A Barb Is A Sharp Implement
JIM DAVID, one of the comics showcased on Comedy Central's "Out On The Edge," talks about surviving gorilla suits, Mafiosi, and the nasty barbs on "Tough Crowd With Colin Quinn"
After 17 years as a standup comic - on TV, in nightclubs, and occasionally on gay cruises - Jim David gets recognized on the street almost every day. "This morning I went into a coffee shop," says the out Manhattanite, "And the counter guy says, 'You are Mr. Jim! I know you from the TV!'" Though flattered, Mr. Jim finds these random shout-outs a tad unsettling, especially since he's been known to drop such botton-pushing barbs as "Last week George Bush outlined his plan for postwar Iraq - then he colored it." "I'm afraid somebody's going to come up to me with a hatchet, like, 'I've been lookin for you!'"
David may want to pick up some Mace, because his profile is about to get a lot higher. In addition to recording his second CD, "Live From Jimville," and appearing as a "guest comedy consultant" on an upcoming episode of "Queer Eye For The Straight Guy," the North Carolina native has landed a plum spot on Comedy Central's variety special "Out On The Edge." "It's one of the gayest things you've ever seen on television," says David of the extravaganza, hosted by Alan Cumming. "It should be rated TG for Too Gay. Alan changes costumes more than Cher."
David's also gearing up for the New York revival of his one-man show, "South Pathetic," his semi-autobiographical solo play about a down-and-out actor who takes a job directing "A Streetcar Named Desire! at the worst community theatre in the South. "It's about thinking you're a failure when the truth is, you're not - it's about having to start over in your life and how that's OK."
It's terrain that David knows well. After graduating with a drama degree from South Carolina's Furman University, he moved to New York at 22 to work in the theater. "But the theater said, 'We don't see you as an actor, we see you as an usher," he quips. David waited tables, sold typewriter ribbons, and even did singing telegrams. "I went into a jewelry store as a gorilla, and the jeweler held up a gun to my face and said, 'Get the fuck out of here!' before I could even sing my song," he recalls with a laugh. "Then there was this Mafioso type guy at a party who was convinced I couldn't be a singing chicken, I had to be a make prostitute as well. He said, 'I'll give you $500 to take my cousin Gina home and fuck her.' When I said no, he said, 'What kind of chicken are you?'"
David's transition from poultry-for-pay to professional joke teller happened almost by chance. "I was at a comedy club with a friend in 1986 and I said, 'I can do better than that guy,' and he said, 'I dare you.'" Within six months David was able to hang uphis feathers for good and turn pro, but it was over a decade before he mentioned his sexuality in his act. The comedian, who lives with his partner of 16 years, a music publishing executive, says it felt like a huge gamble. "You think you'll never work again, or if you do you'll be pigeonholed," he explains, "but I thought, if I'm going to do this, I want to just be able to be myself."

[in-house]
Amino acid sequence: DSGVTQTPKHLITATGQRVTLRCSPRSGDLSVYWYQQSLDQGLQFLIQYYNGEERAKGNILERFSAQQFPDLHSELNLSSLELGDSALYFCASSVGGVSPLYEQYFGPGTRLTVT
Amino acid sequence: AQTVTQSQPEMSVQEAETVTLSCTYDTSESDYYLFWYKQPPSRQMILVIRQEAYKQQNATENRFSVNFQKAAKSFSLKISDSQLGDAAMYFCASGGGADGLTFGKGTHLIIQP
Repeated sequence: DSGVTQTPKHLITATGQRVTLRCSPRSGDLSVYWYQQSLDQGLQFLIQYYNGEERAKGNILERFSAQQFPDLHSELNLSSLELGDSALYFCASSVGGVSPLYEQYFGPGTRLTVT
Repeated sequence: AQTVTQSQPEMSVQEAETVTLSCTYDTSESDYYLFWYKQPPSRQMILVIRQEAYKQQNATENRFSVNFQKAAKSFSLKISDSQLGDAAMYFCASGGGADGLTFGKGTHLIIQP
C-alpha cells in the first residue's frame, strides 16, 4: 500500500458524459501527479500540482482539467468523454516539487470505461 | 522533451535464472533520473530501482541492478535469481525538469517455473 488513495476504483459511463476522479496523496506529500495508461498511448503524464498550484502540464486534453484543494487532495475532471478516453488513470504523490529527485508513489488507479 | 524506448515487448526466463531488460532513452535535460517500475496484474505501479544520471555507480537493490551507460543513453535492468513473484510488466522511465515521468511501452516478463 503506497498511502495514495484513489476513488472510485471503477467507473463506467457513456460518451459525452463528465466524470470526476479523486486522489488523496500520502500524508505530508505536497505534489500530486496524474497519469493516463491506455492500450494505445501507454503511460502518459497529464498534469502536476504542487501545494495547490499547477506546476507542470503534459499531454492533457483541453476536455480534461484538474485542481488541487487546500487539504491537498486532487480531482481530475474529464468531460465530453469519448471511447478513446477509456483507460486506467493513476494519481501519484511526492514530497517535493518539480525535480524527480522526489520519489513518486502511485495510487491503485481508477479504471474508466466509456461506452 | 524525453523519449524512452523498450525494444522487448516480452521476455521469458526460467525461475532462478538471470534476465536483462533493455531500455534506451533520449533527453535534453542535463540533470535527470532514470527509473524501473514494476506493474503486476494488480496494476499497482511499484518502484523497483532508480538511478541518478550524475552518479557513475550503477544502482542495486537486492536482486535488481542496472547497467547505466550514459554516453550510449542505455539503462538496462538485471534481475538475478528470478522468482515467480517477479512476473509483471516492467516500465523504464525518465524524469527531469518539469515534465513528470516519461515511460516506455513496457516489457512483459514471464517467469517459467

David, whose half-hour Comedy Central has been in regular rotation siince its 2001 premiere, still plays primarily to straight crowds, but he's pleased to report the ramifications have all been positive. "I've noticed that when I started talking about my personal life, audiences perked up. People respond to something that they themselves would be afraid to say in public, regardless of what that is. Being out in my act has been completely liberating artistically. I'm not afraid to talk about anything now."
That's a good thing, since one of David's ongoing gigs is as a panelist on Comedy Central's relentlessly un-PC "Tough Crowd With Colin Quinn." "At first I was offended by some of the antigay things that were said, but then I realized you have to be able to give as good as you get on that show," he says. "I remember one comedian said something really nasty to me on the air, and I replied, 'All right, all right, tonight you can be on top' and that shut him right up."
As for Quinn, the show's gruff host, David has nothing but nice things to say. "Colin asked me to go to Baghdad with him to perform for the USO, and I really want to go. I can't wait to walk out onstage and say, 'I'm here to test the limits of 'Don't Ask, Don't Tell." - DENNIS HENSLEY